Unable to explain repeated downloads

A Dunedin man said he saved more than 11,000 objectionable videos and images "accidentally", but was grilled about why he did it three more times.

The Dunedin District Court heard closing arguments from both the Crown and defence yesterday in the final day of Pearce Patrick Buckley’s jury trial.

Buckley (33) faced three main charges of possessing objectionable publications, knowing they were objectionable, and three alternative charges of simply possessing them.

They arise from four separate occasions over June 8, 12 and 19 in 2018 when he imported a folder titled "Nunu" into his online cloud storage account on Mega.

When giving evidence, Buckley told the jury he found the link in online forums after he had gone searching for pornography featuring men being dominated by women.

"Were you looking for videos of men playing the role of a baby being dominated by women?" Crown prosecutor Richard Smith asked the defendant.

"Yes. I believe that’s what I was looking for at the time," Buckley replied.

When suggested that kind of content promoted the sexual domination of babies, Buckley disagreed.

"This is a legitimate fetish that hundreds of people have," he said.

Counsel Brendon Stephenson said in his closing statement that Buckley had that fetish because "he [played] a stern domineering role in his working life and [wanted] the exact opposite as some relief in his personal life".

While Buckley said he immediately "exited out" of the folder after he watched one of the videos and realised what it was the first time, he could not explain why the folder was subsequently imported three further times.

Mr Stephenson suggested his client might have inadvertently clicked on the hyperlink again while on another hunt for pornography.

Buckley could not recall specifics because he trawled through numerous links, and spent seconds on each one, he said.

In his closing statement, Mr Smith said Buckley revisited the same link because he knew exactly what he was looking for — child sex abuse material — and where to find it.

"You’d have to believe he’s the victim of such extraordinarily bad luck to think he’s not guilty," he told the jury in his closing statement.

Though the data provided by Mega showed when Buckley imported and deleted the folders, it did not show if he viewed the videos.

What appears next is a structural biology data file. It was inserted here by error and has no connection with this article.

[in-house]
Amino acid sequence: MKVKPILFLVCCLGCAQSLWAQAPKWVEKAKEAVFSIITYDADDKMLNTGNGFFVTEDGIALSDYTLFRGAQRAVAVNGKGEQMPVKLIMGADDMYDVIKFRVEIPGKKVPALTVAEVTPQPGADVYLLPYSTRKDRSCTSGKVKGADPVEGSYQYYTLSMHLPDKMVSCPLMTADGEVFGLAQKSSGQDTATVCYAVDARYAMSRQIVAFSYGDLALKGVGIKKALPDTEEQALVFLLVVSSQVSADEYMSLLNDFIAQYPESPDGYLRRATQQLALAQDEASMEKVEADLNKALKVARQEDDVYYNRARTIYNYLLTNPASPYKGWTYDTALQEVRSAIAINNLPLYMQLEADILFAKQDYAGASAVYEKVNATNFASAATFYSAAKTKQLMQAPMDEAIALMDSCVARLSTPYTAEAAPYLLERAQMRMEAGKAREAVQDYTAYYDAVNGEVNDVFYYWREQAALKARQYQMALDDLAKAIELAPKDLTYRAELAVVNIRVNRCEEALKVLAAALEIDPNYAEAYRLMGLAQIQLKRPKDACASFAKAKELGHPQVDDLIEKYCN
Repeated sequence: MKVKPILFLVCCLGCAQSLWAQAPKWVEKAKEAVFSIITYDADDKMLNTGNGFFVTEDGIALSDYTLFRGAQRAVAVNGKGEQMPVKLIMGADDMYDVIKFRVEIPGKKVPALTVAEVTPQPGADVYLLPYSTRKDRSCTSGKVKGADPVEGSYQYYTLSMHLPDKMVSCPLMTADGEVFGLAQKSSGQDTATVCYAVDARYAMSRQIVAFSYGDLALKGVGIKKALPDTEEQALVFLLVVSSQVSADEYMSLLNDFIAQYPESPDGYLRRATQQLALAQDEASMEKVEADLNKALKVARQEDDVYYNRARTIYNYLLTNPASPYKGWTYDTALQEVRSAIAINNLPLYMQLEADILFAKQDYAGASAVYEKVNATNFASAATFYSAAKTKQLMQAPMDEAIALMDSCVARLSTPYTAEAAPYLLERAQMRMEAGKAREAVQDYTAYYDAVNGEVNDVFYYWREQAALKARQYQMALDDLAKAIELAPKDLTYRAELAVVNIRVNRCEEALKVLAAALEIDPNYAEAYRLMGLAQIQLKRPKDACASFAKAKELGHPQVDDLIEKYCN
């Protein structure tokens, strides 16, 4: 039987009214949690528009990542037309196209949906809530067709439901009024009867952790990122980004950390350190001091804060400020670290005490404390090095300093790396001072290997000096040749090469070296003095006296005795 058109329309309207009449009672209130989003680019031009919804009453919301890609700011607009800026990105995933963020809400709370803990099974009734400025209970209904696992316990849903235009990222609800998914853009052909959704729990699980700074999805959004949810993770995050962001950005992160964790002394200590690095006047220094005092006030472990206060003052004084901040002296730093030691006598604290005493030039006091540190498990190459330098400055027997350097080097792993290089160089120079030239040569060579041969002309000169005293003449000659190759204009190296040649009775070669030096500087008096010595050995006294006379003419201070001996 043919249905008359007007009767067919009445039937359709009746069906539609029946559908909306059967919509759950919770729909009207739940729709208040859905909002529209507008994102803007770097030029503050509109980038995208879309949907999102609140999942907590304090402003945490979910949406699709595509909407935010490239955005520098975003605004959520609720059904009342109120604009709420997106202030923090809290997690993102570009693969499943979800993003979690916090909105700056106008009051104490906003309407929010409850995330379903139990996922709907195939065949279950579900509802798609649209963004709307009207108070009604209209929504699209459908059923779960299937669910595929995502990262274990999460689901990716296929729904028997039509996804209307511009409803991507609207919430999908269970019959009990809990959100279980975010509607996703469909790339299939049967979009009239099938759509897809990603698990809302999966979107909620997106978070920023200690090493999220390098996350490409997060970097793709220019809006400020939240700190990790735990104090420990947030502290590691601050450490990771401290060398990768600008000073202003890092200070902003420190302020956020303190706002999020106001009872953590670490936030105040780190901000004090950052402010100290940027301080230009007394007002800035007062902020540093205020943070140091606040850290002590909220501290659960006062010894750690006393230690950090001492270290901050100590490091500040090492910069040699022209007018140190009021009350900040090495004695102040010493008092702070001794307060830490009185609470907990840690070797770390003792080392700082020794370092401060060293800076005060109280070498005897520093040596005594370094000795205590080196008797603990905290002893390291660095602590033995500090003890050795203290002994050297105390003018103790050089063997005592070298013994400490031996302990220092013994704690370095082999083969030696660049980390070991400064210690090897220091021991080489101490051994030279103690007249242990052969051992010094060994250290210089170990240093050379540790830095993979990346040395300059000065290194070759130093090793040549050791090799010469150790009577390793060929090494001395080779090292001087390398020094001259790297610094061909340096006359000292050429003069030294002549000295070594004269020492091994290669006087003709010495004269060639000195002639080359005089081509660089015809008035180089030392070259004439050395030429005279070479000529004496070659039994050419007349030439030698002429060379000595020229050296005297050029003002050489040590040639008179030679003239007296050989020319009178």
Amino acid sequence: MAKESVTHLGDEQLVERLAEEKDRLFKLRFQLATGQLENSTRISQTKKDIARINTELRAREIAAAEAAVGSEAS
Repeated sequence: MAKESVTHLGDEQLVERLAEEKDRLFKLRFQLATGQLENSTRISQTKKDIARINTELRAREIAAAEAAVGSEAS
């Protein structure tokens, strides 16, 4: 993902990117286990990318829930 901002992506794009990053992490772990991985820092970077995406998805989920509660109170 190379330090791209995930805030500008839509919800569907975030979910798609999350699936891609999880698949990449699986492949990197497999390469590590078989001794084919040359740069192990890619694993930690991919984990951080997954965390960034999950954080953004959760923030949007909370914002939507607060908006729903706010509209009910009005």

With no other imports since June 2018, and no other objectionable material found on Buckley’s laptop by the police, Mr Stephenson asked the jury why.

"Did he just acquire a taste for child sex abuse material for that week in June? ... Wouldn’t you expect someone who has that taste to leave more of a footprint?"

Both the Crown and the defence acknowledged Buckley did import the objectionable material into his account.

However, Mr Smith said Buckley knew what it was when he did so, intentionally took the extra step of importing it when he could have viewed it without an account, did so repeatedly, and voluntarily held it in his account.

"It’s intentional, it’s deliberate."

Mr Stephenson argued Buckley did not know what it was when he imported it, and did not voluntarily hold the material in his account.

It was an unlucky accident for a man who frequently searched for pornographic material.

The trial is expected to conclude on Monday.



Our journalists are your neighbours

We are the South's eyes and ears in crucial council meetings, at court hearings, on the sidelines of sporting events and on the frontline of breaking news.

As our region faces uncharted waters in the wake of a global pandemic, Otago Daily Times continues to bring you local stories that matter.

We employ local journalists and photographers to tell your stories, as other outlets cut local coverage in favour of stories told out of Auckland, Wellington and Christchurch.

You can help us continue to bring you local news you can trust by becoming a supporter.

Become a Supporter